Former French Prime minister, Michel Rocard Denounces a Frightening Danger of Nuclear War
March 3, 2012 • 1:52PM

In an interview to the daily Liberation on March 2nd to present his latest book “Mes points sur les I”, Michel Rocard really took off his gloves, denouncing the “political collective imbecility” dominating in the ongoing presidential campaign in France, in a context where dangers of “an uncommon gravity” are looming against the world.

Among the main dangers raised by the former Prime minister: a nuclear world war, the extension of xenophobia and potential “civil war” emerging as a result of the anti-nuclear de- growth policies !

Responding to a question on « what is his greatest preoccupation in foreign policy », Rocard says :”Nobody is looking at the Middle-East. We have there an Americano-English strategy, accepted by others, notably by ourselves, whose aim is to torpedo any possibility of serious discussions with the Iranians. And we even engage in some provocations from time to time. As if the aim was to prepare a climate of tolerance to make Israeli strikes acceptable. In this hypothesis, the war would be Irano-syrian, supported by China and Russia, as we saw at the UN, against generally, the West and its clients. And Europe is mute. This is an affaire of millions of dead, the hypothesis being that it would be nuclear from the beginning. I know well those dossiers and I have never been so frightened. (…) what is new, is the intensity of dangers in comparison to a futile state of mind”.

Rocard targets then the « increasing xenophobia » which he says bluntly « makes me sick ». He attacks the “pleasure we indulge in when speaking about immigration and about the unrest that foreigners create at home”. But “whatever the verbal intensity, the vigour of hatred and the pleasure that National Front militants or those of Sarkozy indulge in as they observe those Frenchmen who refuse to live with one another, all that will not change anything, and it will rot everything”.

Michel Rocard then targets the delicate problem of energy. In his book he makes a vibrant call for civilian nuclear power and a powerful attack against any illusions concerning renewable energies.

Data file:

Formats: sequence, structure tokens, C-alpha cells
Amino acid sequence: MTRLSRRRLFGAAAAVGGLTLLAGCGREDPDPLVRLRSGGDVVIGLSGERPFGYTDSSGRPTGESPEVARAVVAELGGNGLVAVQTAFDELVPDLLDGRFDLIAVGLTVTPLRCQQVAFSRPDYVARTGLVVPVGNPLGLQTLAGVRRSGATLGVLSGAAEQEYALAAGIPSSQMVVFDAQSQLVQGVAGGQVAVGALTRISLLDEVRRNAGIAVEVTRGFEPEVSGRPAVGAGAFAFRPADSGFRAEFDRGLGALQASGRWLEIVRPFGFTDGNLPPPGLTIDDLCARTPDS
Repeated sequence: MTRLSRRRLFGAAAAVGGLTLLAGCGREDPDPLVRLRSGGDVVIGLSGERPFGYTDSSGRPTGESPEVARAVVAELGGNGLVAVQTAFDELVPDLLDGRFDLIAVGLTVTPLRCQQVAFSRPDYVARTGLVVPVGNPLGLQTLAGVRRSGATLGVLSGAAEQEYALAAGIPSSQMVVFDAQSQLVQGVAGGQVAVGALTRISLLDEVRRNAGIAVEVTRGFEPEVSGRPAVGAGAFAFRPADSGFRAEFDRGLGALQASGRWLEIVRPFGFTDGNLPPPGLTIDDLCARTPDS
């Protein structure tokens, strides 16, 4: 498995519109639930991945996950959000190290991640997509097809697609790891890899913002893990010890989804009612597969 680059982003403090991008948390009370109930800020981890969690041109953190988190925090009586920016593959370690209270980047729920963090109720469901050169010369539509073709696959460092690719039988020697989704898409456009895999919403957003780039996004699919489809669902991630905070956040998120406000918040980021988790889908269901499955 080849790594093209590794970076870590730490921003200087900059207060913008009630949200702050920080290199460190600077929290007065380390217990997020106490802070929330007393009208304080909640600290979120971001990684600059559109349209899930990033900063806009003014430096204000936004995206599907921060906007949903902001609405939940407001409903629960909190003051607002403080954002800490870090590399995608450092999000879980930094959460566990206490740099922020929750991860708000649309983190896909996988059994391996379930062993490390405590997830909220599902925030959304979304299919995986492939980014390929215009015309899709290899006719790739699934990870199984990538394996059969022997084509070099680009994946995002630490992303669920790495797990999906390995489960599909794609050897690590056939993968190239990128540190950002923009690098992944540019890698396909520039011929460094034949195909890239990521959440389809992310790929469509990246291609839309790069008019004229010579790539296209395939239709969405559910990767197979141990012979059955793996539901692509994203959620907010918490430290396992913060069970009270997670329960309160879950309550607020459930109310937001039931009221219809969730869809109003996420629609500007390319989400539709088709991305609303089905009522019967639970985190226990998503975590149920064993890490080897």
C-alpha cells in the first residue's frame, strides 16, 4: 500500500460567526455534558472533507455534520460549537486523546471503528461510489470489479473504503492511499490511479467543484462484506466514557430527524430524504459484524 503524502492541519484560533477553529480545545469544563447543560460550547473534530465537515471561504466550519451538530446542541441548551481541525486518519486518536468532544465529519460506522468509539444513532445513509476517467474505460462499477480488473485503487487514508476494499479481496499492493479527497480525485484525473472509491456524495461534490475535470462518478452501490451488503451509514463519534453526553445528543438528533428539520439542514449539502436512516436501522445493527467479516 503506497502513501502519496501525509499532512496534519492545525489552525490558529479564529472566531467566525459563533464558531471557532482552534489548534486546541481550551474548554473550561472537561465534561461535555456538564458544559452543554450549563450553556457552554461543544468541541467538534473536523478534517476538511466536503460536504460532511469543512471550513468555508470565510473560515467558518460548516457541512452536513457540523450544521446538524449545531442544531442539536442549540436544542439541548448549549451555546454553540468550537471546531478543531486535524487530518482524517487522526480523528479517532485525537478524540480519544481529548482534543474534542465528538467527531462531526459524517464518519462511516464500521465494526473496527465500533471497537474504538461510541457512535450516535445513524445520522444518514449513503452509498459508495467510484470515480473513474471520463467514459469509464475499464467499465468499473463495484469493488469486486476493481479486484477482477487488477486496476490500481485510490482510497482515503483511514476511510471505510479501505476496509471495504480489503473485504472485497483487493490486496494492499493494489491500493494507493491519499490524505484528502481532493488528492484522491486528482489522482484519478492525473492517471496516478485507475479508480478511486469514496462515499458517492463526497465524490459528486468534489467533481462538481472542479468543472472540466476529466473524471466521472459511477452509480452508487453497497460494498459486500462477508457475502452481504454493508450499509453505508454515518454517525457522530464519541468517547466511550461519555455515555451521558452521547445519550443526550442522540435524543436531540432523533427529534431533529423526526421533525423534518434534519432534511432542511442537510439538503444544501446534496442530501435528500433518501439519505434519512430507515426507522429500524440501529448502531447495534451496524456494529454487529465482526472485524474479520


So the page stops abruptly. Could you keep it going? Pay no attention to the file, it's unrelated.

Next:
“We all want an energy which doesn’t kill, and (…) which respects our ecology. Unfortunately we don’t yet have the scientific solutions which could make renewable energies financially accessible in order to integrate them into the functioning of our economies.

Wind and solar energies, the two most common, don’t allow us to generate kilowatt hours in the billions. Yet, our need is in the hundreds of billions. Countries such as Denmark and Germany which played that card too strongly and too soon, will have problems because they will have to pay wind energy at exorbitant prices. (…) If no alternative is found, at present we are moving fast towards a moment where the very strong fall of available fossil fuels will lead to a very strong fall in the GDP. Thus whoever says that we must renounce to nuclear power is explaining to us that we have to accept de-growth. And there, I make a hypothesis, the only one in the book, that the obligation of de-growth will lead to a civil war”.

Elaborating on this theme of the link between de-growth and civil war, Michel Rocard comes

to the Greek situation, underlining that if there is an attempt to impose a 25% reduction on living standards to that country, that cannot be done without « a military power ».

Between financial powers and populations, however, Michel Rocard makes the right choice: “it becomes more and more indispensable to cancel everywhere a good part of the unplayable debt”.

And he proposes as his main measure : « the absolute spearation between deposit and credit banks and investment banks » which allowed us to avoid any financial crisis durint in the course of the 60 years of its application.

Michel Rocard who recognizes that Nicolas Sarkozy showed a certain ability to understand the nature of the present financial crisis, denounces however those “terrible words he uttered, when he said that nothing should be undertaken that could weaken the banking system, and especially not take away from it the possibility of making money with the deposits of Frenchmen.”

To a last question on what he thought François Hollande would have as manoeuvring room to deal with the crisis were he to be elected, Rocard reacts strongly saying that the separation of banks “costs nothing”, and explains that “the real maneuvering room, is the level of political comprehension of the opinion, thus the importance of speaking about those things’.

In conclusion, Rocard warns: « I will not reduce my pressure, upon him, nor upon Sarko, nor upon our poor greenies who are right about most things, except on energy, that is on what is essential.”